Worst Shakespeare Analogy Ever?

I particularly enjoy reality shows on the Food channels. Is anybody watching The Next Iron Chef?  This happened last night:

(I am almost certainly going to spell some names wrong.)

Chef Anne Burrell has won the previous challenge, and her reward is that she will pick one of the “bottom two” chefs who will have to compete to stay on the program.  She picks Chef Zakarian.

The other chef in the bottom two, judged by the quality of the dishes that they made, is….Chef Anne Burrell.  Oops.

So they have a cook-off, and Anne Burrell loses and is kicked off the show.  She had the advantage, and it bit her.  In summing up, one of the other chefs, Chef Alex Guarnascelli(??), says “It was downright Shakespearean.  Chef Burrell drew her sword, and then she fell on it.”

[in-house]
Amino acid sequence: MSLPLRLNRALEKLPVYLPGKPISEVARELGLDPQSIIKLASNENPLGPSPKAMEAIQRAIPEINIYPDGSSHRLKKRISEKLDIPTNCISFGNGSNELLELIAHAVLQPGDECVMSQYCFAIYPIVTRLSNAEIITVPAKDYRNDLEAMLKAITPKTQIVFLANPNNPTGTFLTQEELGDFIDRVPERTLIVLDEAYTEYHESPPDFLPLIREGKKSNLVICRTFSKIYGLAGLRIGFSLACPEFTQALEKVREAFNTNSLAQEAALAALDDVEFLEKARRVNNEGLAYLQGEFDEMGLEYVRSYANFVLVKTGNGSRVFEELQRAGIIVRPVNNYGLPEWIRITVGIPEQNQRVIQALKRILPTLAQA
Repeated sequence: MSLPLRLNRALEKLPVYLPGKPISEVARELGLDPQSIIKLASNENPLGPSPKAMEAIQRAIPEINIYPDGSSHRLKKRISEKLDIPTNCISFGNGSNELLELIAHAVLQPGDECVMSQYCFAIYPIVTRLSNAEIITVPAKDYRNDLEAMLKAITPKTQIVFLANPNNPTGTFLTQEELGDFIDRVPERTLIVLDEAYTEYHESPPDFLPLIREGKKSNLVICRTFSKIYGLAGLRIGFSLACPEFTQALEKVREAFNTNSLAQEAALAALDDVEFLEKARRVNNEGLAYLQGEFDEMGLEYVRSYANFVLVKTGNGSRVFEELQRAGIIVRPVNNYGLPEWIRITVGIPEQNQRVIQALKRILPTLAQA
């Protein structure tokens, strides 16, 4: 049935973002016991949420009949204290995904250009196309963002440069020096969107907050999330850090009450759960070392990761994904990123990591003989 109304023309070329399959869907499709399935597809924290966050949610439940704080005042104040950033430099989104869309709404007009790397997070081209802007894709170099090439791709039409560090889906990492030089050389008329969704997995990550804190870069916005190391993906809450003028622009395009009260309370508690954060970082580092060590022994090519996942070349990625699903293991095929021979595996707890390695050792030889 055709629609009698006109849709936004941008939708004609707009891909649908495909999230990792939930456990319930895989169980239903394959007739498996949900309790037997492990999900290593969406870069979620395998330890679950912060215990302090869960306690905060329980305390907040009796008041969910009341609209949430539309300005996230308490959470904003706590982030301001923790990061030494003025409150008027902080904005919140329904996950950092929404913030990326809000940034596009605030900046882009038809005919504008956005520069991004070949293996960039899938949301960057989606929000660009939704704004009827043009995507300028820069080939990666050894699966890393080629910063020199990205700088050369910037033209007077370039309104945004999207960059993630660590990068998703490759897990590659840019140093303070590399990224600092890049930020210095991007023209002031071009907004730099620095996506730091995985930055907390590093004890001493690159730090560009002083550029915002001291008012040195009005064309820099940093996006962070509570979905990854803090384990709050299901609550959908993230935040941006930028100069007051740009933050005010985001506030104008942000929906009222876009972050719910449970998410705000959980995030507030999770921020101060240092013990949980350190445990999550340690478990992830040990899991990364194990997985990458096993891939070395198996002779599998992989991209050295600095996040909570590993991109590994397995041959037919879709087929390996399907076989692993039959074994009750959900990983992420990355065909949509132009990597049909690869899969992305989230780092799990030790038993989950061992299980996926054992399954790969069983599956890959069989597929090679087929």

That analogy may have worked better (though still been broken) if she’d at least said “…and then she tripped over it.”

One thought on “Worst Shakespeare Analogy Ever?

  1. She quibbled about the temperature of the meat (not to her particular liking) of Zakarian's dish when there were, in my opinion, more obvious actual flaws in the dishes of others. The judges LOVED his dish (his would have been second best liked of all) and the only reason he was in the cook-off was because of her.
    It could be said that she zeroed in on her most feared aspirant to the throne(Chef Zakarian) much like Brutus drew his sword against Caesar, warranted or not. He was then forced to fall on his own sword in the end; a result of his own devices.
    A rather protracted explanation perhaps but,these are chefs not Shakespearean
    scholars. I got the sense of what she was saying, though it might have been off kilter a bit.

    Perhaps "hoisted on her own petard" might have been simpler and more accurate.

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